AWG Correspondent


Rob Boss

Scott Paul Wines Photos

Scott Paul Wines Review

Regions: Willamette Valley AVA, Yamhill-Carlton Region, Oregon

Reviewed: November 29, 2015 by Rob Boss
Published: February 18, 2016


(Photos by Jai Soots)

Scott Paul Winery’s operation lies just off Main Street in Carlton, Oregon, spread out over two historic buildings across the street from one another. The winery proper is a former granary, while the tasting room was once a creamery, then later the office for the granary across the street. Now components from both buildings have been retasked to renovate and decorate the tasting room. Turning the sheet metal roof of the granary into the tasting room ceiling was particularly clever. It’s one of the coolest looking tasting rooms we’ve seen.

Shana, the wine maven on duty, set us up for a flight of both the Scott Paul signature releases, as well as their entry level Wildstock wines; mostly Wildstock actually, but that turned out to be a pleasant surprise. She started off with the 2014 Wildstock Chardonnay, which is made from Kramer Vineyard fruit. It’s steel-aged, which is usually a winner with me because I enjoy the pure, straightforward fruit flavors. There was an intense pear and apple nose, followed by green apple flavors and a food-friendly, if winking, acidity.

The 2014 Wildstock Pinot Blanc offered melons and citrus on the nose, with high acidity and lemony flavor. Not for everyone but great with seared tuna and a simple green salad.

“Who needs lemonade on a summer day?” I thought, and began to wonder how it might work with sweet-hot barbecue sauce…

Coming out of my reverie, we moved on to reds, starting with Wildstock’s 2013 Pinot Noir. I had my hopes up for a steel aged Pinot Noir, but they were dashed. I soon recovered when I caught the yummy briars and spice coming off the glass. The acidity was high, with tart, dusty fruit flavors; raspberries and cherries. Shana informed me the fruit was from three small vineyards in Amity, an appellation I’m becoming increasingly fond of and exploring.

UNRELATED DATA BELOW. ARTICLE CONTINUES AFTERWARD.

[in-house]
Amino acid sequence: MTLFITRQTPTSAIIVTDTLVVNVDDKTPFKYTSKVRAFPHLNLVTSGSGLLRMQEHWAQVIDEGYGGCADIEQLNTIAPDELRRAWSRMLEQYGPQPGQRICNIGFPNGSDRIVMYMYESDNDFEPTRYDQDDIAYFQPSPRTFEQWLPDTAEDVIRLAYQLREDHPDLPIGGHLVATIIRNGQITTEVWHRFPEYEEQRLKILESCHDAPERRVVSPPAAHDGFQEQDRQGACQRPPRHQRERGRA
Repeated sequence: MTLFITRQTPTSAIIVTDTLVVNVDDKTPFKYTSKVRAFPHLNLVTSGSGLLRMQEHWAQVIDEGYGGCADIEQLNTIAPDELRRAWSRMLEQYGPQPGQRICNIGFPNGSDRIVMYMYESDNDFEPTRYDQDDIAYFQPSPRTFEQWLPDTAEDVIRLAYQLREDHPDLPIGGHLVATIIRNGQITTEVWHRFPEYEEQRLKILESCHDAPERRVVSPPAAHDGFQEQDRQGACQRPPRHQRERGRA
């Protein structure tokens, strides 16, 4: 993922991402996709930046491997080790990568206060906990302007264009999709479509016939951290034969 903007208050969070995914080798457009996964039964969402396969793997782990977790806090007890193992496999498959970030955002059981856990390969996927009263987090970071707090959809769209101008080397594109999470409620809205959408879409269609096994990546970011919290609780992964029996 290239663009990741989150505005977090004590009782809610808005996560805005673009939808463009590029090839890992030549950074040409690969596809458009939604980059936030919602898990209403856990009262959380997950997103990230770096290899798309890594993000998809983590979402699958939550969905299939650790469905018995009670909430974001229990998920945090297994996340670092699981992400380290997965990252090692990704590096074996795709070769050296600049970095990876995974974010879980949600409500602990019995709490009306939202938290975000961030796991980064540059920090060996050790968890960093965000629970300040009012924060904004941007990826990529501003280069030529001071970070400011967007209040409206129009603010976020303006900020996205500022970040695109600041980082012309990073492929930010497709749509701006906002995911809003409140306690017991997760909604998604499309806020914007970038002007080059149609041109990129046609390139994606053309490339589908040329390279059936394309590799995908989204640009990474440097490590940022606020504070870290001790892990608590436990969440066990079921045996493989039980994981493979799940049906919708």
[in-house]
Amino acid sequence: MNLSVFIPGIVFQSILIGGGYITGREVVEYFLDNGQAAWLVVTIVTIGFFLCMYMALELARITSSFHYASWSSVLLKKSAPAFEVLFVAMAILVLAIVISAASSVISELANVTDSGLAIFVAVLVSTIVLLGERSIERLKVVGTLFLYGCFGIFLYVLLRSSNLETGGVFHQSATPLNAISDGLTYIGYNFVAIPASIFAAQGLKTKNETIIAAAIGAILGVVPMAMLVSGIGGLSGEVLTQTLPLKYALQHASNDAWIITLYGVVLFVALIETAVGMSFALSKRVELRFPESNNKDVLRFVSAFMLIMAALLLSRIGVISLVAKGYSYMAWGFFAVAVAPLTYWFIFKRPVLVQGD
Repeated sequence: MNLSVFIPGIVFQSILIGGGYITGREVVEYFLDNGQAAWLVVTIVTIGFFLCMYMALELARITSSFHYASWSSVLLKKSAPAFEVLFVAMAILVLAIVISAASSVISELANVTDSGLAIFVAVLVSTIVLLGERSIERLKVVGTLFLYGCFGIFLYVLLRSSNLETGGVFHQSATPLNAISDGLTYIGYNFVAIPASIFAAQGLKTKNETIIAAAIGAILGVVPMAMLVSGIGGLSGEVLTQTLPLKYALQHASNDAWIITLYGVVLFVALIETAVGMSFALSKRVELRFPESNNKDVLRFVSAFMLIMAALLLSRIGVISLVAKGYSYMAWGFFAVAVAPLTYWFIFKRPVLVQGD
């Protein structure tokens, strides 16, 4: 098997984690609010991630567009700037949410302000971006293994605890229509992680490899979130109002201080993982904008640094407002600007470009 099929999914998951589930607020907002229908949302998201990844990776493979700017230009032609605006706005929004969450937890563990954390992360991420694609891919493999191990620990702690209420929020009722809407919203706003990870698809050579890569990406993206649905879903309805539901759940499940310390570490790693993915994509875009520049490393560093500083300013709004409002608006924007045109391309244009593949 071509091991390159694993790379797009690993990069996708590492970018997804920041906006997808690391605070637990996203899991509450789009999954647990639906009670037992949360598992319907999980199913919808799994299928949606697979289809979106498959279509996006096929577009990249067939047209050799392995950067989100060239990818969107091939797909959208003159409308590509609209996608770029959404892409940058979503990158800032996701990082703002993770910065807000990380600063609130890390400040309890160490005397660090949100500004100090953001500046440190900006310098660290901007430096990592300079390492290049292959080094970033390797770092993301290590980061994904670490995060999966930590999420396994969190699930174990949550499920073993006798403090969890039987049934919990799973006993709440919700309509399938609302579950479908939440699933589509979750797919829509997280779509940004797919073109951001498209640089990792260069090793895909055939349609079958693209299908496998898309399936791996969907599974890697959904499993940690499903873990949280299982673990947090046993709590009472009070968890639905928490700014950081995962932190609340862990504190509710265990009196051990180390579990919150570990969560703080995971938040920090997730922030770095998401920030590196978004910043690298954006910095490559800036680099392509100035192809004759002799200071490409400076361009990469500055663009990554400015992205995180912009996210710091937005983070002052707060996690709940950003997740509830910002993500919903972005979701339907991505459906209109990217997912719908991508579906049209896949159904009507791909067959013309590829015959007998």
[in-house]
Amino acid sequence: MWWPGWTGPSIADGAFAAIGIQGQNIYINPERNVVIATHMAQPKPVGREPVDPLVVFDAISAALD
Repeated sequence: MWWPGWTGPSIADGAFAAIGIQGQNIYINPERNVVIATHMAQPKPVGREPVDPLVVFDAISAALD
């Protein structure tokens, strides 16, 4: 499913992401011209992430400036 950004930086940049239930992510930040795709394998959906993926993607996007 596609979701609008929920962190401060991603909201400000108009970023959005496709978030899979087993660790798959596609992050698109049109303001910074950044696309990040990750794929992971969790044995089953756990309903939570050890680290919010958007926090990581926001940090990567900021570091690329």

The final pour was the 2012 Scott Paul La Paulie. Made from four vineyards from four AVAs, including Maresh Vineyards from the Dundee Hills and the eponymous Ribbon Ridge Vineyard—two favorites, which piqued my interest. It boasted a nose full of roses, tomato vines and raspberries. The ripe, juicy cherry and raspberry flavors were to die for. This was an excellent wine, showing plenty of good reasons for its high press scores.

From the clever use of recycled materials in the room and its nod to Carlton’s history, the first rate service, to the top quality wine, a visit to the Scott Paul tasting room is value, end to end. The Scott Paul label is very good, wine and it’s well worth its price, but the story’s even better with Wildstock: it’s worth more than you pay for it. To my mind, it’s 20-25% undervalued, which is a great deal. Think about that bargain bin full of orphan bottles at the wine shop for five dollars off*—only you can have it all the time, anytime you want. Does that make you happy? It did me. I took one home and recommend you do the same.

*I was surprised to find out Jai was not aware of this, so here’s an explanation: virtually every wine shop winds up with one or two bottles of various wines that must be cleared for shelf space. These “orphans” are often marked down and placed in a bargain bin of some sort. Rest assured that if your local wine shop does not have such a bin, the owner is taking them home himself.



Address & Contact Information: 128 S. Pine St Carlton, Oregon 97111. Telephone: 503-274-4700, email: kellykarr@scottpaul.com, website: www.scottpaul.com. Tasting Hours: Dec-Mar: Sat 1:00-5:00; Apr-Nov: Wed-Sun 11:00-4:00.

Overall Rating:  
4.5

Red Wine White Wine Service View/Ambiance
4.5
5.0
5.0
4.5
4.0

More information about Scott Paul Wines

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